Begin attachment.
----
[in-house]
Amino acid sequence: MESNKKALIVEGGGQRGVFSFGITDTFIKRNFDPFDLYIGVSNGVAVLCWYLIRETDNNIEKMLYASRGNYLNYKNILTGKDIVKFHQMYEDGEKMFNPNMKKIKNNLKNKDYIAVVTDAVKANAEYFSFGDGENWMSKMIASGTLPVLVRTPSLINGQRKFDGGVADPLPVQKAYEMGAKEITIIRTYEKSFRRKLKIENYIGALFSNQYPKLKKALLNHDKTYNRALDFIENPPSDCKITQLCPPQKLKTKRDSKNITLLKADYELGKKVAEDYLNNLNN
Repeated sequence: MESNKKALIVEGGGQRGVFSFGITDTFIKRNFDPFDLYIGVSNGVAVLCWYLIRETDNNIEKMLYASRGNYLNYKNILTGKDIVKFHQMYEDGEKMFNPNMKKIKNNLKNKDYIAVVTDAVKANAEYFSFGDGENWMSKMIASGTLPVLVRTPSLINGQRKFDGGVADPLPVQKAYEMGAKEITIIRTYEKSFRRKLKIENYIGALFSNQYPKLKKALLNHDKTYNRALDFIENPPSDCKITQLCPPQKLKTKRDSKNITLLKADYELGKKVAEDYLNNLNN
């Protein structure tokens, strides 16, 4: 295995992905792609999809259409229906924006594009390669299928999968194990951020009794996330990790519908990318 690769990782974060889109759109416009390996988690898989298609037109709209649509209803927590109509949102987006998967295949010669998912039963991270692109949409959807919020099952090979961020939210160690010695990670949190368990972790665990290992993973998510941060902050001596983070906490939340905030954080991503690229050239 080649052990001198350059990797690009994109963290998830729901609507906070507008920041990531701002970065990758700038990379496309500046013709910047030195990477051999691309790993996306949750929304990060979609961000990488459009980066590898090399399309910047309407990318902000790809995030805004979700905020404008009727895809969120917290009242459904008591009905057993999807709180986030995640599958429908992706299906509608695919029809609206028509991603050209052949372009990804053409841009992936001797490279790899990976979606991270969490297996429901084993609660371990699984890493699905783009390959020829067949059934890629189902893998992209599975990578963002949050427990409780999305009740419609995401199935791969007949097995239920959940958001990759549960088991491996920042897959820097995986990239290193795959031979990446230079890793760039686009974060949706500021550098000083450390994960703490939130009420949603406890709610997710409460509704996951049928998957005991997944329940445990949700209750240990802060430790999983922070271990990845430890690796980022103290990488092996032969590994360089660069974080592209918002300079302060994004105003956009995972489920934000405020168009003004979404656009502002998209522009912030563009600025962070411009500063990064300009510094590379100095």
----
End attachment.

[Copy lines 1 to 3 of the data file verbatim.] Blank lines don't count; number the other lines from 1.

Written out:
[in-house]
Amino acid sequence: MESNKKALIVEGGGQRGVFSFGITDTFIKRNFDPFDLYIGVSNGVAVLCWYLIRETDNNIEKMLYASRGNYLNYKNILTGKDIVKFHQMYEDGEKMFNPNMKKIKNNLKNKDYIAVVTDAVKANAEYFSFGDGENWMSKMIASGTLPVLVRTPSLINGQRKFDGGVADPLPVQKAYEMGAKEITIIRTYEKSFRRKLKIENYIGALFSNQYPKLKKALLNHDKTYNRALDFIENPPSDCKITQLCPPQKLKTKRDSKNITLLKADYELGKKVAEDYLNNLNN
Repeated sequence: MESNKKALIVEGGGQRGVFSFGITDTFIKRNFDPFDLYIGVSNGVAVLCWYLIRETDNNIEKMLYASRGNYLNYKNILTGKDIVKFHQMYEDGEKMFNPNMKKIKNNLKNKDYIAVVTDAVKANAEYFSFGDGENWMSKMIASGTLPVLVRTPSLINGQRKFDGGVADPLPVQKAYEMGAKEITIIRTYEKSFRRKLKIENYIGALFSNQYPKLKKALLNHDKTYNRALDFIENPPSDCKITQLCPPQKLKTKRDSKNITLLKADYELGKKVAEDYLNNLNN